One of the great classics of world literature and the inspiration for the most beloved stage musical of all time, Les Misérables is legendary author Victor Hugo’s masterpiece. This extraordinary English version by renowned translator Julie Rose captures all the majesty and brilliance of Hugo’s work. Here is the timeless story of the quintessential hunted man—Jean Valjean—and the injustices, violence, and social inequalities that torment him.
Unfortunately, that depends on our systems, and they're keeping it to themselves. It could take a few minutes, but there's a chance it will be longer. We recommend that you check back with us in a few hours, when your title should be available for download in My Library. We appreciate your patience, and we apologize for the inconvenience.
Please contact customer service if the problem persists.
We're Sorry, We Were Unable to Process Your Credit Card
Please edit your payment details or add a new card.
I'm sitting here wondering what I can possibly say in regard to Les Misérables, and feeling more than a little overwhelmed. I finished listening to the audiobook last night, and am still reeling from everything the book said and means. That being said, I'll give it my best shot. But I'll give you a warning up front: this is a long, profound book. So I'll have to write a long review to express my thoughts on it. Even so, I feel like I'm just scratching the surface.
I'll start with the Audible stuff: as a translator myself, I know how difficult Julie Rose's job was, especially with a book of this magnitude. She had to get into Hugo's brain and express the story so that English speakers could understand and appreciate the tone and atmosphere of Hugo's world correctly. While doing this, she had to be invisible and let Hugo tell the story. It's a very fine line to walk, and she did a fantastic job with it. George Guidall did excellently in his narration--each character was distinct, and their voices changed depending on their point in life, while remaining individual. Wow.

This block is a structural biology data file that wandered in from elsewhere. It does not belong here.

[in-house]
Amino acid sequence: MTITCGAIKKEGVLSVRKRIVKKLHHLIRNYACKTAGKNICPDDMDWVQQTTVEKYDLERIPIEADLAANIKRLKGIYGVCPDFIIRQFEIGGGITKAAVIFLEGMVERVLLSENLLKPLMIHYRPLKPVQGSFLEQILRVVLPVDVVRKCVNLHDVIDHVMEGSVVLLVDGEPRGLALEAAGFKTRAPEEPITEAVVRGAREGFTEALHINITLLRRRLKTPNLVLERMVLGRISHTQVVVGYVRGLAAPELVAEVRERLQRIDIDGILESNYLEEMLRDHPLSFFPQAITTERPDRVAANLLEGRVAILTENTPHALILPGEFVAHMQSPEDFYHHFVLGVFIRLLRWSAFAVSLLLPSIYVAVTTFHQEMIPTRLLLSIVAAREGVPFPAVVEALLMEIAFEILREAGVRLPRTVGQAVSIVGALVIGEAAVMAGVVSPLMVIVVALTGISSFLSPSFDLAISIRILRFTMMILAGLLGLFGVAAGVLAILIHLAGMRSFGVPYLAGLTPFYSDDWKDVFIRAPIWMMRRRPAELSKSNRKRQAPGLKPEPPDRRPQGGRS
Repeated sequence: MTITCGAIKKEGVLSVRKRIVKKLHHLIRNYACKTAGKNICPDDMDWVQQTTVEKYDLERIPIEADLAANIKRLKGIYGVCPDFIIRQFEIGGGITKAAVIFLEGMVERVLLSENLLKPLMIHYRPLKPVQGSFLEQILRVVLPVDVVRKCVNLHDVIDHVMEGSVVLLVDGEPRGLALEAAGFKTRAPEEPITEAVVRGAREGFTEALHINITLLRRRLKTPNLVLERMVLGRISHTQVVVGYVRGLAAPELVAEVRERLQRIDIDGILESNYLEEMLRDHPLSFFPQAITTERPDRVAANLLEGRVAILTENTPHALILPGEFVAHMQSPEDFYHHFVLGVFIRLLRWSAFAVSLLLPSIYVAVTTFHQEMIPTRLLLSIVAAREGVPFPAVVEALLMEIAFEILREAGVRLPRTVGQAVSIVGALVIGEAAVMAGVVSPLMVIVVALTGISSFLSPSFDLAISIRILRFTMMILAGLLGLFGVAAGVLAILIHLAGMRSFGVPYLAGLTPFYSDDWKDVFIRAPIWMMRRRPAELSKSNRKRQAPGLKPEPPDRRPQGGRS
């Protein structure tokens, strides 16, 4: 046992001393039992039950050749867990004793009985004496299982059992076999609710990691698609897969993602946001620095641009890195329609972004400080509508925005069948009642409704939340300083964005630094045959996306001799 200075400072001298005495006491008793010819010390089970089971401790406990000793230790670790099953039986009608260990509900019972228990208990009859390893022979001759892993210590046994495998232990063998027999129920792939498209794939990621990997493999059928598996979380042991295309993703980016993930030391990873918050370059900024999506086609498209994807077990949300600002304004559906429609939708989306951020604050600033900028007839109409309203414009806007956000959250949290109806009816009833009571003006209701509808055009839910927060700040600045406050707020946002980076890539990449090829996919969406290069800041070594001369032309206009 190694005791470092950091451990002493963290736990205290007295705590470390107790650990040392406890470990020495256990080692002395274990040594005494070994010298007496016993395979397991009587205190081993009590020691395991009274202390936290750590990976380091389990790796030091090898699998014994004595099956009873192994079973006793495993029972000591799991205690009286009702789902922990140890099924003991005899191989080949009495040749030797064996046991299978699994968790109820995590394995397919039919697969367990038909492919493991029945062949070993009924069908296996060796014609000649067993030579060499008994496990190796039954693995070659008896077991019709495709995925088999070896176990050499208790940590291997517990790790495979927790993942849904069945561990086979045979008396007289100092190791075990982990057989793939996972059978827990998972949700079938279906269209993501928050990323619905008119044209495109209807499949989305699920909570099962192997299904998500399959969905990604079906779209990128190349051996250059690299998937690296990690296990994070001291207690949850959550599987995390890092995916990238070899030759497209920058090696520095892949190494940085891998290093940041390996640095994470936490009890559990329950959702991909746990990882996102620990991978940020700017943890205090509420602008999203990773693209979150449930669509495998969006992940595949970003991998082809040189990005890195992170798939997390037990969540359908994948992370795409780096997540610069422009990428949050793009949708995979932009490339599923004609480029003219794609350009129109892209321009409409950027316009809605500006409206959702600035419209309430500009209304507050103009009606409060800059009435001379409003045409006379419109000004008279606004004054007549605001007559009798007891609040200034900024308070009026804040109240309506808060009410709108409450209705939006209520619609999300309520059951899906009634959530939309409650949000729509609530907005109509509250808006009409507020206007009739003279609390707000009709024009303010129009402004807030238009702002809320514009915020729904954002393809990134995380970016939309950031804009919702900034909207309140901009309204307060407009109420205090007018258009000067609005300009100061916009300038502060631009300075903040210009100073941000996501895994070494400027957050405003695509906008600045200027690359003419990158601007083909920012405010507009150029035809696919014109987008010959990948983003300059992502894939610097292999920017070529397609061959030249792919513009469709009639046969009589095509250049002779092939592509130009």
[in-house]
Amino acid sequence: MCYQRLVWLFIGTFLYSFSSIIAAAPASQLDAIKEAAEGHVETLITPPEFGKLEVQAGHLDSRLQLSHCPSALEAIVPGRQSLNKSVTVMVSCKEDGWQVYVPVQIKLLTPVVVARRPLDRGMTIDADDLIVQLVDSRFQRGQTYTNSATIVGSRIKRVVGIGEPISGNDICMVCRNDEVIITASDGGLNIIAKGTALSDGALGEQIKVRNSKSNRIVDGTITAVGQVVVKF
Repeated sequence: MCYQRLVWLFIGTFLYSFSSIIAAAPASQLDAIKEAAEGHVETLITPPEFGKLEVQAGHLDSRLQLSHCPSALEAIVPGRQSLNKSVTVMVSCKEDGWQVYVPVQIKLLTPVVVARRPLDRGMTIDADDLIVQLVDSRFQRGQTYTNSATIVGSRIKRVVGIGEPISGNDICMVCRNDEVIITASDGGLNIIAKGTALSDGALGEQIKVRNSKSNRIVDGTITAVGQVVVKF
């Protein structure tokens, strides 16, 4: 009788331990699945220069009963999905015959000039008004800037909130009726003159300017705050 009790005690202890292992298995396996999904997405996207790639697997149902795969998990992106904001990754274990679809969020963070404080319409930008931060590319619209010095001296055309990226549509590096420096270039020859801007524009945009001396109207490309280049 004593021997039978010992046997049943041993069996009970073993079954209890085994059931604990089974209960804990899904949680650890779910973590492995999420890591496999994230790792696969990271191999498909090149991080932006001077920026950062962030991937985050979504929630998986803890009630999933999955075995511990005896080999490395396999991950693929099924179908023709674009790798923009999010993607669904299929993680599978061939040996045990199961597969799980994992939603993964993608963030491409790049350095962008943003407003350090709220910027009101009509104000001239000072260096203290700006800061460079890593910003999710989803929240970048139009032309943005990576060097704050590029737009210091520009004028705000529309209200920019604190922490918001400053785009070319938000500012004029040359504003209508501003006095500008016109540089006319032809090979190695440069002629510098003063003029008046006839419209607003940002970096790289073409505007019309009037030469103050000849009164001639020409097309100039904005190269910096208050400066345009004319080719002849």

Now on to the book itself.
Les Miserables is known as one of the cornerstones of European literature--I don't think anybody will dispute that. However I think that many people are only exposed to the story through the stage version, and never really consider trying to takle the book. In many ways, I understand this. The book is LONG. The audiobook version is over 60 hours, and most print versions are well into the 1,100+ page range. Not for the faint-hearted. But people that limit themselves to only experiencing the musical version are not only putting a cap on their enjoyment of the story, but are also limiting their intellectual growth.
I'm not saying that reading this book will make you smarter, but I am saying that reading (or listening to) Les Miserables will make you think about things you've probably never considered before, and not all of those things are good. The book is dark. The book is sad. The things that happen to the characters will tear your heart out and make you want to strangle somebody at the same time. I finished listening on my commute home, and I started crying on the platform at Ueno Station in Tokyo.
Becky (my wife for those of you reading this who don't know) has frequently said that she feels that Victor Hugo was inspired as he wrote this. I can't disagree. Any book that can have such a profound impact on both the guy listening in Tokyo as well as the world has to have something more than literary genius going on. I can honestly say that having read this, I feel like I am a better person for having read (listened) to Les Miserables.